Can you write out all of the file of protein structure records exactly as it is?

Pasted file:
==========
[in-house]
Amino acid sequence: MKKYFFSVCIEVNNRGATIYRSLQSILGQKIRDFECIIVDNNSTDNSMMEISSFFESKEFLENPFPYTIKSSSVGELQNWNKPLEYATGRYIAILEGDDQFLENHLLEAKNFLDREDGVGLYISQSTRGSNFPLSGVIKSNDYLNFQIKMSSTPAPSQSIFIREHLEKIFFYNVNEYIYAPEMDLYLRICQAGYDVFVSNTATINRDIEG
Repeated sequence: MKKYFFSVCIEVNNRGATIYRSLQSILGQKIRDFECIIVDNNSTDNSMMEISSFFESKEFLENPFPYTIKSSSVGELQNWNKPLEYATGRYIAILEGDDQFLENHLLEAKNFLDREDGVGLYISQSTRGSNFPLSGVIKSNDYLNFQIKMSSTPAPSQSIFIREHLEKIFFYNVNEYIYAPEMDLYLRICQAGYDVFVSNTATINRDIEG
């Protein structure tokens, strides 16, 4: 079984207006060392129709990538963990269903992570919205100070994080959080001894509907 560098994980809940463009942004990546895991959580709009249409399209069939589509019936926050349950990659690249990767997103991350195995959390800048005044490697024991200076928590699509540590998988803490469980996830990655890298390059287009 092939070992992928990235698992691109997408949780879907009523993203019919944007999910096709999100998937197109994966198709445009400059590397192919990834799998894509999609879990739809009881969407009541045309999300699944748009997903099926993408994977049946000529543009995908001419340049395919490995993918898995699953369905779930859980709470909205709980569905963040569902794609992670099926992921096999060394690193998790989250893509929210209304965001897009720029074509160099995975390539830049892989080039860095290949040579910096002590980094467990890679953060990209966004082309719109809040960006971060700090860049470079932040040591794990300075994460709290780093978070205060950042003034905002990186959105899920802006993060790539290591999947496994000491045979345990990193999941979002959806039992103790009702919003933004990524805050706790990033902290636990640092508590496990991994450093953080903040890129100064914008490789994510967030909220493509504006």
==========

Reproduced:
[in-house]
Amino acid sequence: MKKYFFSVCIEVNNRGATIYRSLQSILGQKIRDFECIIVDNNSTDNSMMEISSFFESKEFLENPFPYTIKSSSVGELQNWNKPLEYATGRYIAILEGDDQFLENHLLEAKNFLDREDGVGLYISQSTRGSNFPLSGVIKSNDYLNFQIKMSSTPAPSQSIFIREHLEKIFFYNVNEYIYAPEMDLYLRICQAGYDVFVSNTATINRDIEG
Repeated sequence: MKKYFFSVCIEVNNRGATIYRSLQSILGQKIRDFECIIVDNNSTDNSMMEISSFFESKEFLENPFPYTIKSSSVGELQNWNKPLEYATGRYIAILEGDDQFLENHLLEAKNFLDREDGVGLYISQSTRGSNFPLSGVIKSNDYLNFQIKMSSTPAPSQSIFIREHLEKIFFYNVNEYIYAPEMDLYLRICQAGYDVFVSNTATINRDIEG
């Protein structure tokens, strides 16, 4: 079984207006060392129709990538963990269903992570919205100070994080959080001894509907 560098994980809940463009942004990546895991959580709009249409399209069939589509019936926050349950990659690249990767997103991350195995959390800048005044490697024991200076928590699509540590998988803490469980996830990655890298390059287009 092939070992992928990235698992691109997408949780879907009523993203019919944007999910096709999100998937197109994966198709445009400059590397192919990834799998894509999609879990739809009881969407009541045309999300699944748009997903099926993408994977049946000529543009995908001419340049395919490995993918898995699953369905779930859980709470909205709980569905963040569902794609992670099926992921096999060394690193998790989250893509929210209304965001897009720029074509160099995975390539830049892989080039860095290949040579910096002590980094467990890679953060990209966004082309719109809040960006971060700090860049470079932040040591794990300075994460709290780093978070205060950042003034905002990186959105899920802006993060790539290591999947496994000491045979345990990193999941979002959806039992103790009702919003933004990524805050706790990033902290636990640092508590496990991994450093953080903040890129100064914008490789994510967030909220493509504006």